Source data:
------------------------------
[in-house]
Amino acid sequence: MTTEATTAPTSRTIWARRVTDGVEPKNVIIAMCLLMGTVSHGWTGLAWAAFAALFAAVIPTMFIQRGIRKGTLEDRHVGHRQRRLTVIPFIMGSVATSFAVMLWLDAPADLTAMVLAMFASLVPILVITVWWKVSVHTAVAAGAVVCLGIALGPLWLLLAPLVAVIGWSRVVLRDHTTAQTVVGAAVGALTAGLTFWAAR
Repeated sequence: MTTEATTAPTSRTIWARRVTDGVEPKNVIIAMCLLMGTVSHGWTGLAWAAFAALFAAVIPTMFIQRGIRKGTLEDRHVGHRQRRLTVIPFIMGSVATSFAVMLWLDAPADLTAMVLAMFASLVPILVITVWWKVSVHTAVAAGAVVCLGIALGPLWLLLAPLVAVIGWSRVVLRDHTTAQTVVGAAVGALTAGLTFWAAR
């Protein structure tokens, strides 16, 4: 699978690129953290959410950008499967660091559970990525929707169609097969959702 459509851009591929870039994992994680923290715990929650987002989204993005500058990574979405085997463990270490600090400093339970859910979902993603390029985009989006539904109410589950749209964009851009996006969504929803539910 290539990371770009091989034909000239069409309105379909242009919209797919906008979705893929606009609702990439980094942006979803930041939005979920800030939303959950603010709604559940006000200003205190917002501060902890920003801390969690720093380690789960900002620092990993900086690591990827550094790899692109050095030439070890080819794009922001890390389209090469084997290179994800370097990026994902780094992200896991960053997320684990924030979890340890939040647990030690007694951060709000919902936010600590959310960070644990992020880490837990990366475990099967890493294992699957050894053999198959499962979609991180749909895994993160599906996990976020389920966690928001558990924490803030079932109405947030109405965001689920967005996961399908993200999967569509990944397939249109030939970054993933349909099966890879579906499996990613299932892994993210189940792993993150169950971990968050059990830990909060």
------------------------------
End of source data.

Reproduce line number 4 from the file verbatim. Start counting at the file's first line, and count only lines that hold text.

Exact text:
């Protein structure tokens, strides 16, 4: 699978690129953290959410950008499967660091559970990525929707169609097969959702 459509851009591929870039994992994680923290715990929650987002989204993005500058990574979405085997463990270490600090400093339970859910979902993603390029985009989006539904109410589950749209964009851009996006969504929803539910 290539990371770009091989034909000239069409309105379909242009919209797919906008979705893929606009609702990439980094942006979803930041939005979920800030939303959950603010709604559940006000200003205190917002501060902890920003801390969690720093380690789960900002620092990993900086690591990827550094790899692109050095030439070890080819794009922001890390389209090469084997290179994800370097990026994902780094992200896991960053997320684990924030979890340890939040647990030690007694951060709000919902936010600590959310960070644990992020880490837990990366475990099967890493294992699957050894053999198959499962979609991180749909895994993160599906996990976020389920966690928001558990924490803030079932109405947030109405965001689920967005996961399908993200999967569509990944397939249109030939970054993933349909099966890879579906499996990613299932892994993210189940792993993150169950971990968050059990830990909060």